Nume: SCHIPOR Bogdan

Tema: Discurs literar-artistic şi construcţie identitară în secolele XVI-XX

Partener: Academia Română, Filiala Iaşi Institutul de Istorie A.D. Xenopol, Iaşi

Proiect: Identity Searches. The Repatriation of the Germans from the Romanian Territories in 1940

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Bogdan-Alexandru Schipor, PhD. Senior Researcher in contemporary history in Iasi, at the “A.D.Xenopol” History Institute of the Romanian Academy. Born on 23 February 1977 in Suceava. Bachelor's degree at “Al.I. Cuza” University of Iasi, graduated in 1999. In-Depth (Advanced) Studies (master's degree) in International Relations at the same university, graduated in 2000. Ph.D in history of the “Al.I. Cuza” University of Iasi in 2007 with the dissertation The Great Britain Foreign Policy at the Soviet Union’s Western Border, 1938-1941.

Research areas: International relations in interwar Europe with a focus on the policy of the great powers towards the countries of Eastern Europe and the history of the Romanian foreign policy during the interwar period and the Second World War. Participant in several research projects organized and financed by the Romanian Academy or by the Romanian Ministry of Education.

Identity Searches. The Repatriation of the Germans from the Romanian Territories in 1940

Beyond aspects strictly related to political or territorial issues, the Soviet-German non-aggression pact signed on August 23, 1939 generated important demographic mutations in Eastern Europe, hard to foresee prior to the outbreak of the war. After the delineation of the spheres of influence and the new possessions of Germany and Soviet Union, Berlin tried to determine the German ethnics in Eastern Europe, including from territories obtained by the Soviet Union, to choose to return to Germany, considered the true homeland. This decision was the basis for an ample program for the repatriation of the German ethnics from the Baltic States or Romania. In the particular case of Romania, which we have in view, the program was developed in 1940, but we must take into consideration a few distinct elements. The German authorities asked Moscow on this occasion to solve the problem of the almost 100.000 German ethnics who lived in the region between Prut and Dnester. Berlin was intrigued by the fact that the Soviet ultimatum addressed to Romania referred equally to Bukovina and the Herta area, territories on which also lived many people of German origin. Their issue could be solved directly with the Soviets, but the Reich’s leaders also took into account the repatriation of the Germans from Romania. But, obviously, we never lose sight of the fact that the repatriation of the Germans from Bukovina, Bessarabia or Dobrudja represented only a part of a much larger process which cannot be fully understood if we do not compare it, for example, to similar phenomena in the Baltic countries. The repatriation of the German ethnics from Latvia, Estonia or Lithuania can emphasize both similarities and distinctions which, together, can form a more accurate image on an uprooted ethnic group seeking a new identity in the old homeland, animated by promises, hopes and dreams of a better life.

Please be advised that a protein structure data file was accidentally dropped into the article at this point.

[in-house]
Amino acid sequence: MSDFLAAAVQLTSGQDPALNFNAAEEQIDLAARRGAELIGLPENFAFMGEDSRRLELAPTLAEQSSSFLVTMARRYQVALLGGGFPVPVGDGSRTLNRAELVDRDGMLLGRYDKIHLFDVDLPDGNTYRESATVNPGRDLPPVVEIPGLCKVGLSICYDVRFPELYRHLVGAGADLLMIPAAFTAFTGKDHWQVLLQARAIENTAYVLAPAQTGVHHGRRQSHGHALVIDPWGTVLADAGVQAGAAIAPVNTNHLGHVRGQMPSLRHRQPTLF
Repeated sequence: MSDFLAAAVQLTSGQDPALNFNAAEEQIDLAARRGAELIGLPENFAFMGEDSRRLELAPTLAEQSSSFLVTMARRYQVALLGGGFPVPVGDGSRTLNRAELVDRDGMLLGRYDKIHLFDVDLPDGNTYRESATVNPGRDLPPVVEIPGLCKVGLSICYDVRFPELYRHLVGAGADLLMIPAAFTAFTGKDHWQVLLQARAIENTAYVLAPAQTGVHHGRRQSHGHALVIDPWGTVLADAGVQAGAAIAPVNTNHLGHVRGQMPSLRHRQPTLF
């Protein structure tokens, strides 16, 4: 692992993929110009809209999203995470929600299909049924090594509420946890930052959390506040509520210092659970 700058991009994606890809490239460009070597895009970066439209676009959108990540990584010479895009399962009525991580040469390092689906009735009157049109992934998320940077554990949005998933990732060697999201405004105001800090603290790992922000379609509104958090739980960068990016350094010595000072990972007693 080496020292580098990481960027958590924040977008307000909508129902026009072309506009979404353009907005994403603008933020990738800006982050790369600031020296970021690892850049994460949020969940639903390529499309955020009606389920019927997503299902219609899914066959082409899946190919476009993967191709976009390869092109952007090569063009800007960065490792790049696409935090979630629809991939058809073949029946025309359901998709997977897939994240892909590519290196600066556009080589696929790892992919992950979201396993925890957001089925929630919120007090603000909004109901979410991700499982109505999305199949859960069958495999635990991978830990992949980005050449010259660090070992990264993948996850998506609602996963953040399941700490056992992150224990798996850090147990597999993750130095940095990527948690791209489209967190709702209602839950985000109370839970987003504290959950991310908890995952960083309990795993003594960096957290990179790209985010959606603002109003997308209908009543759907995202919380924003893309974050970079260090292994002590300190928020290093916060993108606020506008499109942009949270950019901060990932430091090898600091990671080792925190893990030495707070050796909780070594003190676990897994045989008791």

Major Publications include:

  • Politica Marii Britanii la frontiera de vest a Uniunii Sovietice, 1938-1941 (The Great Britain Foreign Policy at the Soviet Union’s Western Border, 1938-1941), Iasi, Junimea, 2007; Ioan Ciupercă, Bogdan-Alexandru Schipor, Dan Constantin Mâţă (coord.)
  • România şi sistemele de securitate în Europa, 1919-1975 (Romania and the Security Systems in Europe, 1919-1975), Iaşi, Editura Universităţii „Al. I. Cuza”, 2009.